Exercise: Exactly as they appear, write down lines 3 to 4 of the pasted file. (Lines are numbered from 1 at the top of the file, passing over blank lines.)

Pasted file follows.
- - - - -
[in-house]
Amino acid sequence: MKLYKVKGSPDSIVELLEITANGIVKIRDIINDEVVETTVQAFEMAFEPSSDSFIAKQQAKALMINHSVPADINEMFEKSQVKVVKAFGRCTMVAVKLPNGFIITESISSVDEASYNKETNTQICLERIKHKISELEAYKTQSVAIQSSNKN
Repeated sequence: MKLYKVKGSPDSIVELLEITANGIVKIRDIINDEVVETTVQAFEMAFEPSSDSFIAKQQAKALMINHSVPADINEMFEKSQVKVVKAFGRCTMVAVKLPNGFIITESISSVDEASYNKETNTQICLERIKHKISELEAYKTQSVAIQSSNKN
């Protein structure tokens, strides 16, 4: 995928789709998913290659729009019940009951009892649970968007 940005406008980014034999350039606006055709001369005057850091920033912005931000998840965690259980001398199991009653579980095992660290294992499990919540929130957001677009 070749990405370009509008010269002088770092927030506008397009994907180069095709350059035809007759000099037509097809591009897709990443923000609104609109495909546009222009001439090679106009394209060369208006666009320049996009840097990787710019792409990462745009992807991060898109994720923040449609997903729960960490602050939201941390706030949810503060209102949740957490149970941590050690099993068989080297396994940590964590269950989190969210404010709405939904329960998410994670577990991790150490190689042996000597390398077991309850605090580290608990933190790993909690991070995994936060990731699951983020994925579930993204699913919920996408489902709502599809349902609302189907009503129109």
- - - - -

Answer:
Repeated sequence: MKLYKVKGSPDSIVELLEITANGIVKIRDIINDEVVETTVQAFEMAFEPSSDSFIAKQQAKALMINHSVPADINEMFEKSQVKVVKAFGRCTMVAVKLPNGFIITESISSVDEASYNKETNTQICLERIKHKISELEAYKTQSVAIQSSNKN
């Protein structure tokens, strides 16, 4: 995928789709998913290659729009019940009951009892649970968007 940005406008980014034999350039606006055709001369005057850091920033912005931000998840965690259980001398199991009653579980095992660290294992499990919540929130957001677009 070749990405370009509008010269002088770092927030506008397009994907180069095709350059035809007759000099037509097809591009897709990443923000609104609109495909546009222009001439090679106009394209060369208006666009320049996009840097990787710019792409990462745009992807991060898109994720923040449609997903729960960490602050939201941390706030949810503060209102949740957490149970941590050690099993068989080297396994940590964590269950989190969210404010709405939904329960998410994670577990991790150490190689042996000597390398077991309850605090580290608990933190790993909690991070995994936060990731699951983020994925579930993204699913919920996408489902709502599809349902609302189907009503129109």